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Cells of the synovium in rheumatoid arthritis. Chondrocytes

Miguel Otero and Mary B Goldring*

Author Affiliations

Research Division of the Hospital for Special Surgery, Weill College of Medicine of Cornell University, Caspary Research Building, 535 E. 70th Street, New York, NY 10021, USA

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Arthritis Research & Therapy 2007, 9:220  doi:10.1186/ar2292

Published: 26 October 2007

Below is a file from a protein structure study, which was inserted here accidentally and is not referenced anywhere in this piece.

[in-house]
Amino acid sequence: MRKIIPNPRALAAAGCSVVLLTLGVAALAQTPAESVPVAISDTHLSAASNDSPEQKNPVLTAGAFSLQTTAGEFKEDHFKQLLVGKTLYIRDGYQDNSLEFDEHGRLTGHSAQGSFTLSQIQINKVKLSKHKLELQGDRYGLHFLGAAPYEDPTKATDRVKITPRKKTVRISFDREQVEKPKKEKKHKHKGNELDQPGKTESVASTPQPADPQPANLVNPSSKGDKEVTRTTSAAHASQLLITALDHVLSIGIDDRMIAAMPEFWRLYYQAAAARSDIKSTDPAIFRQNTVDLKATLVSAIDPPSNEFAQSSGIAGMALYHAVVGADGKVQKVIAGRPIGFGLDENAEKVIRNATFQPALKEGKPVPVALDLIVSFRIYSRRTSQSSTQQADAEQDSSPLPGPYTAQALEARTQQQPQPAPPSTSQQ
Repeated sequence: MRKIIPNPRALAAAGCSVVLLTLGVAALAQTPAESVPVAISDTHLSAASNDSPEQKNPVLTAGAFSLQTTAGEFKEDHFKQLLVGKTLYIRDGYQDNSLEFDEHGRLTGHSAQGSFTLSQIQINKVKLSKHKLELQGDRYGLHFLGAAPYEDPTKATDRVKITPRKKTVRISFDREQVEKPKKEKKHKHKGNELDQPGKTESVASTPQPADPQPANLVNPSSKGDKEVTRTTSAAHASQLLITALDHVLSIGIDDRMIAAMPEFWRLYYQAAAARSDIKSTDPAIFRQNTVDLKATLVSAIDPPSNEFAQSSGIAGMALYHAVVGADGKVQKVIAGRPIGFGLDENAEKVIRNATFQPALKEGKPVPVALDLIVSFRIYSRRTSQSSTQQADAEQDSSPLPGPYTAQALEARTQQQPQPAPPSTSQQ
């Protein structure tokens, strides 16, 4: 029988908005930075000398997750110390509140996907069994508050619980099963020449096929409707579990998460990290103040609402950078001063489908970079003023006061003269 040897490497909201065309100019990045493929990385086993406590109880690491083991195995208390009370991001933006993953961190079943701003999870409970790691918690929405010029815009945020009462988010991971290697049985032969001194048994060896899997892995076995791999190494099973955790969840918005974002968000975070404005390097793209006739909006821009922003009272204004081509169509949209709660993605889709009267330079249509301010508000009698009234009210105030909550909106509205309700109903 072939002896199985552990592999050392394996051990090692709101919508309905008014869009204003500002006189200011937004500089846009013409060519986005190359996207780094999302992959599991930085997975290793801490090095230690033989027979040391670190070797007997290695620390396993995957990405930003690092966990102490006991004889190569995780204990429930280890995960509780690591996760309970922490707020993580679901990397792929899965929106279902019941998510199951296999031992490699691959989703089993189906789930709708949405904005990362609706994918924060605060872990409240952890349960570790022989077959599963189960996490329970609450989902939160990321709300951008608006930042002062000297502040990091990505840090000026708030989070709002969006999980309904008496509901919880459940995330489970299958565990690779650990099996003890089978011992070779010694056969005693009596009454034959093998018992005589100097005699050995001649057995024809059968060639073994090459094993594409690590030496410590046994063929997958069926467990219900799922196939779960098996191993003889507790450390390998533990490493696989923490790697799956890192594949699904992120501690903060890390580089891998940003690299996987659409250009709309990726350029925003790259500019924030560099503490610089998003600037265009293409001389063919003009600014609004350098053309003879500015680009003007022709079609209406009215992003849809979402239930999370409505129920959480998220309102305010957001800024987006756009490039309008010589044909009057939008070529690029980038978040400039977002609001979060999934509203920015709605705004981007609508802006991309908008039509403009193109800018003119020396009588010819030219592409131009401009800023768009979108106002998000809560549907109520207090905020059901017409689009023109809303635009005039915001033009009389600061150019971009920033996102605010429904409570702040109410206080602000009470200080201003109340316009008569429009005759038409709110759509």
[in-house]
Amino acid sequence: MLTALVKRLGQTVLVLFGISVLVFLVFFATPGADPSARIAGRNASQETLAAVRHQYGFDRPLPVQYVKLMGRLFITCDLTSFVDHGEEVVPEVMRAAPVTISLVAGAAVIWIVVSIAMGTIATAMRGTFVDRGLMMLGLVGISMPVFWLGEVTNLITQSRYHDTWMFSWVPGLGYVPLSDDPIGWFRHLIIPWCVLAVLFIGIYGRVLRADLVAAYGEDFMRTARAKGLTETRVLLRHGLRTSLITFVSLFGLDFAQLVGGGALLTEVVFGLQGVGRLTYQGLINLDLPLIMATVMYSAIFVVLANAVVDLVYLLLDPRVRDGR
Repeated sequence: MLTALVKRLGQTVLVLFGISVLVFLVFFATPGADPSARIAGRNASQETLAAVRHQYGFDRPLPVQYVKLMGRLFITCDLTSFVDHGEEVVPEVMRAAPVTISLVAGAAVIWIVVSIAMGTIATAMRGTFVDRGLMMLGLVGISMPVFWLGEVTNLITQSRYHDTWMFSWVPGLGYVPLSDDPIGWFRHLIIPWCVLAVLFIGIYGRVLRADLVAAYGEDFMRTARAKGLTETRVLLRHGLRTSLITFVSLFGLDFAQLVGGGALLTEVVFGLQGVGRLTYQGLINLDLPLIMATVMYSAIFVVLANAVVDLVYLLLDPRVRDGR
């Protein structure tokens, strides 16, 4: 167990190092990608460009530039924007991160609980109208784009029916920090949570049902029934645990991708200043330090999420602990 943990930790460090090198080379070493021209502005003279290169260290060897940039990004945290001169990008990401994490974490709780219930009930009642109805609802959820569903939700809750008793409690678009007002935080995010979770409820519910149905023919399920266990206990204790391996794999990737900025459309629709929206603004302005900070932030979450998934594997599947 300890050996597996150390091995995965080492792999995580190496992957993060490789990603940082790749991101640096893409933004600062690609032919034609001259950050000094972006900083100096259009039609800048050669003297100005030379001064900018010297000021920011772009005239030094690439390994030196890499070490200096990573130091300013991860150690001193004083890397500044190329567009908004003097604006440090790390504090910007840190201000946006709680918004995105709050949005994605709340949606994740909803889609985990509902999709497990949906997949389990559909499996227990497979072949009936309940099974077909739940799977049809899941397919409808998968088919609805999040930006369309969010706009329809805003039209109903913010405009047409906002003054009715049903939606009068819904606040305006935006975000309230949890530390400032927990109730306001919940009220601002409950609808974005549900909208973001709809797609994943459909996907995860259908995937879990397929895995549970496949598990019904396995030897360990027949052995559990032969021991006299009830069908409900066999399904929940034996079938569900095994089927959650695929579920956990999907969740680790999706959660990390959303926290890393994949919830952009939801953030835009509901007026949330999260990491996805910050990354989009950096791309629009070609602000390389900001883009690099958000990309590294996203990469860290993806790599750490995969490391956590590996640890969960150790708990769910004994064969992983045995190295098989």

Rheumatoid arthritis (RA) is one of the inflammatory joint diseases in a heterogeneous group of disorders that share features of destruction of the extracellular matrices of articular cartilage and bone. The underlying disturbance in immune regulation that is responsible for the localized joint pathology results in the release of inflammatory mediators in the synovial fluid and synovium that directly and indirectly influence cartilage homeostasis. Analysis of the breakdown products of the matrix components of joint cartilage in body fluids and quantitative imaging techniques have been used to assess the effects of the inflammatory joint disease on the local remodeling of joint structures. The role of the chondrocyte itself in cartilage destruction in the human rheumatoid joint has been difficult to address but has been inferred from studies in vitro and in animal models. This review covers current knowledge about the specific cellular and biochemical mechanisms that account for the disruption of the integrity of the cartilage matrix in RA.